For today's entry in the Friday Five interview series, we catch up with Michael Wear. Michael was the faith outreach director for President Obama's 2012 relection campaign and until recently served in the White House Office of Faith and Community Partnerships. He recently cofounded Values Partnership with another Obama faith veteran, Joshua Dubois. This is a social enterprise that helps nurture public, private and non-profit partnerships within the faith community. Michael and his wife, Melissa currently reside in Washington, D.C. where they attend National Community Church. You can follow Michael on Twitter here: @michaelrwear
What is the biggest misconception evangelicals have about the President's faith?
There are some surface level misconceptions, or insufficiently informed judgments, some hold that are obvious: that he’s a Muslim (he's not) or otherwise not a Christian (he is), for instance. But I think a more fundamental misconception that some might hold runs deeper and applies to a range of politicians and public figures: that his faith is inanimate. What I mean by that is, I fear many of us talk about the President’s faith as if it is like anything else related to The White House or government—something to be debated or dissected, something to be poked and tested. And this can be done without much regard for the soul of the man.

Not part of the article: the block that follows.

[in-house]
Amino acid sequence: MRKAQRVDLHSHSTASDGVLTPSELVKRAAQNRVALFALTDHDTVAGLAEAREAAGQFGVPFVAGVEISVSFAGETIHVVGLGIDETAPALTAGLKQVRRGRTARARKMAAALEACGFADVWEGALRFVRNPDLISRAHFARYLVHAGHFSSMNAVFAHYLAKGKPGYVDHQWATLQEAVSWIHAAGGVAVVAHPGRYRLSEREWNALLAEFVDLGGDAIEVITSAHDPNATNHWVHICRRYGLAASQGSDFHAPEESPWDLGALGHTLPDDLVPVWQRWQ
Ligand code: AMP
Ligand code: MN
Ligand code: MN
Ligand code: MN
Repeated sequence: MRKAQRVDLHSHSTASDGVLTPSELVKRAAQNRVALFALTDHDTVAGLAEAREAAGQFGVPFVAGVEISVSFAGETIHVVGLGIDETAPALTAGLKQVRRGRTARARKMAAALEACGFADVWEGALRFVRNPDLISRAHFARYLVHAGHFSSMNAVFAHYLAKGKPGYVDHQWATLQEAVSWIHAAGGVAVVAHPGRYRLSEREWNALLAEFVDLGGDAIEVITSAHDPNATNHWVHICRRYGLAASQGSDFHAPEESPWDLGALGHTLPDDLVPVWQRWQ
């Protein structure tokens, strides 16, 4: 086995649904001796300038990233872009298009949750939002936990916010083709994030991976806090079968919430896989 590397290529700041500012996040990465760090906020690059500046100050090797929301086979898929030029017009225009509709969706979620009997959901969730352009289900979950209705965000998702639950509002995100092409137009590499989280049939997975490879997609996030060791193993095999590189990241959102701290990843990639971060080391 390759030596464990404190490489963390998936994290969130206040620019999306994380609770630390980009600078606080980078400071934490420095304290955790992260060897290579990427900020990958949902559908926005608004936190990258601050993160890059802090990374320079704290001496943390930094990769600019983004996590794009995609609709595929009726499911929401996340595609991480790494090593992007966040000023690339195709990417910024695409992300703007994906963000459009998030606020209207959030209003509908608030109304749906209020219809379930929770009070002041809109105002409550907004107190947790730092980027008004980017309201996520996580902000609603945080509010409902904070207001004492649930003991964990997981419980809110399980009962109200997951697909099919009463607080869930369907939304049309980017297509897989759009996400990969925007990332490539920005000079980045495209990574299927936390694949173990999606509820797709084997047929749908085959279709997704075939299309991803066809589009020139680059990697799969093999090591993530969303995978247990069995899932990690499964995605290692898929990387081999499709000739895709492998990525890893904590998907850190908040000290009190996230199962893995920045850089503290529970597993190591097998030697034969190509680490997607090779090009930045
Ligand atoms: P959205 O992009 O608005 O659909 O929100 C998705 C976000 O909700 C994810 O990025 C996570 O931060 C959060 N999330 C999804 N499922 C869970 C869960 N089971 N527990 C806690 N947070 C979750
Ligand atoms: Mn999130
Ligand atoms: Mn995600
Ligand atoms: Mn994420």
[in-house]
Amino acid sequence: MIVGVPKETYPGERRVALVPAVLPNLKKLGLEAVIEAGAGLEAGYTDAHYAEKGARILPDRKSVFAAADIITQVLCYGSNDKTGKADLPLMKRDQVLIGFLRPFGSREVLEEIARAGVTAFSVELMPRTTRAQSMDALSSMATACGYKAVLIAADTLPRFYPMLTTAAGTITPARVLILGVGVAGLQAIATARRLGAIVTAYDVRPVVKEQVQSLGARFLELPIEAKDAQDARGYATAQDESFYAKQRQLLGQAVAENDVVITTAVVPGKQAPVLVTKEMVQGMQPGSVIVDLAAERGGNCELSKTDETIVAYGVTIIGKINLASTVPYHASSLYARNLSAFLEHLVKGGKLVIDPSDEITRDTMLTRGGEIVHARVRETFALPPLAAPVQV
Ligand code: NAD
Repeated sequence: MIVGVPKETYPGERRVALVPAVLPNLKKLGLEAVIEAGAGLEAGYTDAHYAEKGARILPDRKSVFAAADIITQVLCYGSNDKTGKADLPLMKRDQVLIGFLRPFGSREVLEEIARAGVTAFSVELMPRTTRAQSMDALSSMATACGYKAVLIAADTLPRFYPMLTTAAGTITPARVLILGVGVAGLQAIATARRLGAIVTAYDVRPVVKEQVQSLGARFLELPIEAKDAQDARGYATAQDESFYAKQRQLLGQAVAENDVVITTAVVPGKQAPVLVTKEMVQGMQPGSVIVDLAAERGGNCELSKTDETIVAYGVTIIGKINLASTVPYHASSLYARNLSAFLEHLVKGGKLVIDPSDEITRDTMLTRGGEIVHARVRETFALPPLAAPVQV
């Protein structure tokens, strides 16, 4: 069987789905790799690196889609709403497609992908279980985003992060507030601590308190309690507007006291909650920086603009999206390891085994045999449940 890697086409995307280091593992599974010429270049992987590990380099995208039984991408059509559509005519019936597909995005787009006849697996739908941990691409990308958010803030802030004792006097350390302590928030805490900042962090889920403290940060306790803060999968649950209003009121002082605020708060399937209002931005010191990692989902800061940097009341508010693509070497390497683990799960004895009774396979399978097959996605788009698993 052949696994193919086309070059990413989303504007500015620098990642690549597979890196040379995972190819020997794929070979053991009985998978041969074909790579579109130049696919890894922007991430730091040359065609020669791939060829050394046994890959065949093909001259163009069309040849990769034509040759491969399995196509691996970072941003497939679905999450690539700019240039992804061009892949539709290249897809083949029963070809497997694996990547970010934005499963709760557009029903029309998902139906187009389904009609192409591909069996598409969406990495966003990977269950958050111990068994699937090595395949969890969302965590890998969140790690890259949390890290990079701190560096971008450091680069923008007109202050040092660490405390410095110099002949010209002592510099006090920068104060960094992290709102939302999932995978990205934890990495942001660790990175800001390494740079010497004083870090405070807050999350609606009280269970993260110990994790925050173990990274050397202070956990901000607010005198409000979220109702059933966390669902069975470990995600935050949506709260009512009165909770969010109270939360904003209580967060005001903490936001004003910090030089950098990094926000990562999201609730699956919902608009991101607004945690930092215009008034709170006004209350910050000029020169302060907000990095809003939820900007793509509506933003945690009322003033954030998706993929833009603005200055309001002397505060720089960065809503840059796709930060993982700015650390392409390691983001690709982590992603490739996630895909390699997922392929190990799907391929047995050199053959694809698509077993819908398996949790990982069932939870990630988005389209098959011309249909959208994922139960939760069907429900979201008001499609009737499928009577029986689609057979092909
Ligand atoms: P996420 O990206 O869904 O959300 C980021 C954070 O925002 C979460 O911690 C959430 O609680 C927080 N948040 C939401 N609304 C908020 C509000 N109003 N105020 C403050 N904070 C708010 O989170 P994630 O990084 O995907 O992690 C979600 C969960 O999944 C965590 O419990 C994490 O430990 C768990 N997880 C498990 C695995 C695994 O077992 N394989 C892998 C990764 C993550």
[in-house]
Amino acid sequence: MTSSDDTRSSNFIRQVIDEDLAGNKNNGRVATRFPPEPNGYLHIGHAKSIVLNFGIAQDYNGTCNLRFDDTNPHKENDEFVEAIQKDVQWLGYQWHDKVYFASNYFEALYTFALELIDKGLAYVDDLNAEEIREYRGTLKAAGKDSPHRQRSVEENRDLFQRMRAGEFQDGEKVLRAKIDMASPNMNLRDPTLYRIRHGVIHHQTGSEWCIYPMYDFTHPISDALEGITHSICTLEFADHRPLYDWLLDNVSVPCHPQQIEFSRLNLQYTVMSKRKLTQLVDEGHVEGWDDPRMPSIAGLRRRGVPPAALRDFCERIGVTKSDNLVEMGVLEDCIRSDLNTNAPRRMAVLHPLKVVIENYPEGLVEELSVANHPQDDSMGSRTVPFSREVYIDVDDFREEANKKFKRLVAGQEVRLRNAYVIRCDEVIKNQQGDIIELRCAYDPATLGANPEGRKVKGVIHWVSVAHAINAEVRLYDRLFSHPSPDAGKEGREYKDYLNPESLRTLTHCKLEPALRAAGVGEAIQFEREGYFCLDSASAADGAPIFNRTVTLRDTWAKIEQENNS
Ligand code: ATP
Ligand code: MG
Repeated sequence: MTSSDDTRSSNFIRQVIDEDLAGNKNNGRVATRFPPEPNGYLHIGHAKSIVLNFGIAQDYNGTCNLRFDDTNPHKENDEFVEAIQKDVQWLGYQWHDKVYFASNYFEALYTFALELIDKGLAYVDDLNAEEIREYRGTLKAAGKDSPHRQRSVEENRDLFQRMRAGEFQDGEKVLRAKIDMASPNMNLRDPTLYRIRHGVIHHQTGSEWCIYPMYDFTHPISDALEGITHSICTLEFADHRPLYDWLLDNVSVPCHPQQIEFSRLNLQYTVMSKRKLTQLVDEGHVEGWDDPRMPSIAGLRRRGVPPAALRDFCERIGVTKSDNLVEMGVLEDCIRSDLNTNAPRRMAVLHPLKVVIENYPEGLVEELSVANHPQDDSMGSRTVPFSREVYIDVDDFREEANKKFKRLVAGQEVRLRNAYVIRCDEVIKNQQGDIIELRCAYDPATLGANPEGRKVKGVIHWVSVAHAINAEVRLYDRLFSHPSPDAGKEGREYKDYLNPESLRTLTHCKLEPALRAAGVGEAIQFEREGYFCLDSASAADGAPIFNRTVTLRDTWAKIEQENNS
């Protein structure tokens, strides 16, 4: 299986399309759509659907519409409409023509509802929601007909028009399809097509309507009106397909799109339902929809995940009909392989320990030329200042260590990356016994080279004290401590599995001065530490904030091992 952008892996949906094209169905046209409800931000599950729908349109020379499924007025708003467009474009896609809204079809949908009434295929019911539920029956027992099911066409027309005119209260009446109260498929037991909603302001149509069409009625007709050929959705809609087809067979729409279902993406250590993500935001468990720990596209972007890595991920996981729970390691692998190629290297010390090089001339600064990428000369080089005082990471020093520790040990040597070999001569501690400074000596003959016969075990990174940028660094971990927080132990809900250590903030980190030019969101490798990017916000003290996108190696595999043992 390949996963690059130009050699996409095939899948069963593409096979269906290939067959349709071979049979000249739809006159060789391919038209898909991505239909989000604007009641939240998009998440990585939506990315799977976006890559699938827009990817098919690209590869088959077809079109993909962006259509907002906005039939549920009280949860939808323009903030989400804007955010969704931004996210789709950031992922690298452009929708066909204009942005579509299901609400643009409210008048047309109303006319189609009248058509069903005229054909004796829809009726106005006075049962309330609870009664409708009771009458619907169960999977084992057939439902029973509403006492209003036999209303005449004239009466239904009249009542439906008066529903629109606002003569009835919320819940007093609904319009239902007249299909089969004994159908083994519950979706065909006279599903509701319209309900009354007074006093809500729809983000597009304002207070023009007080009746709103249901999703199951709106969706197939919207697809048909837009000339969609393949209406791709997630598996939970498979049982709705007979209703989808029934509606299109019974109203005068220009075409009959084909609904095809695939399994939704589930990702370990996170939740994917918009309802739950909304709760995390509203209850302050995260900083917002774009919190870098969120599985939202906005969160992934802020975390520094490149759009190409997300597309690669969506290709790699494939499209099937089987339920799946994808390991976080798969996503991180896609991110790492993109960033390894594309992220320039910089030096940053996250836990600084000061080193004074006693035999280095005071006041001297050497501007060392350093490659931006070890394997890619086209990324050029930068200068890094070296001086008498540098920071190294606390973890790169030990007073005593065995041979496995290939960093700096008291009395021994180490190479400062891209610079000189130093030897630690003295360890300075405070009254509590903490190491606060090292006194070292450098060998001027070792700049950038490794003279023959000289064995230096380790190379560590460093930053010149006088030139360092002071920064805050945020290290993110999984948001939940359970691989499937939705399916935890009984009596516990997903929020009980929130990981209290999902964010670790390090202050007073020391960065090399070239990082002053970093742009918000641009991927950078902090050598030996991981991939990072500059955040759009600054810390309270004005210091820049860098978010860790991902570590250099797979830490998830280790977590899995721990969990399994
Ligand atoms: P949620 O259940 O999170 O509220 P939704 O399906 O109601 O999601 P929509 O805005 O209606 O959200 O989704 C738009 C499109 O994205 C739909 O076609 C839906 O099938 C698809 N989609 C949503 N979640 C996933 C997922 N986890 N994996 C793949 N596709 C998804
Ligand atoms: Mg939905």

I’ve prayed with him, and I’ve been with him as he’s discussed his faith in public and in private. He is no theologian, but he is a man on a walk with Jesus. He ponders scripture. He prays. He starts his day with a Christian devotional. We should be very careful about how we address the faith of such a person, President or not, particularly if we don’t have a relationship with him.
The President alluded to some of this in a speech he gave at the National Prayer Breakfast in 2010:
My Christian faith then has been a sustaining force for me over these last few years. All the more so, when Michelle and I hear our faith questioned from time to time, we are reminded that ultimately what matters is not what other people say about us but whether we're being true to our conscience and true to our God. “Seek first His kingdom and His righteousness and all these things will be given to you as well.”
If we care first and foremost about seeing men and women come to a saving knowledge of Christ, and to grow in that faith, than that should be our modus operandi when thinking about the faith of the President or any other person.
Working in the White House and on a Presidential campaign is a pretty intense job. How did you maintain your spiritual vitality?
Continue reading Friday Five: Michael Wear...
April 11, 2013
A public service announcement
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April 11, 2013
Is faithful invisibility the antidote to church decline?
Nobody knows better than New England Baptists how ministry is changing in America. And that shouldn’t surprise us. They’ve been at least a generation ahead of the rest of us for a couple hundred years. They practically invented evangelicalism in the 1740s. That was nearly a century before my home state (Arkansas) was admitted to the union. And while many of us west of the Mississippi fear the creeping influence of secularism, our New Englander brethren minister in the least religious states in America.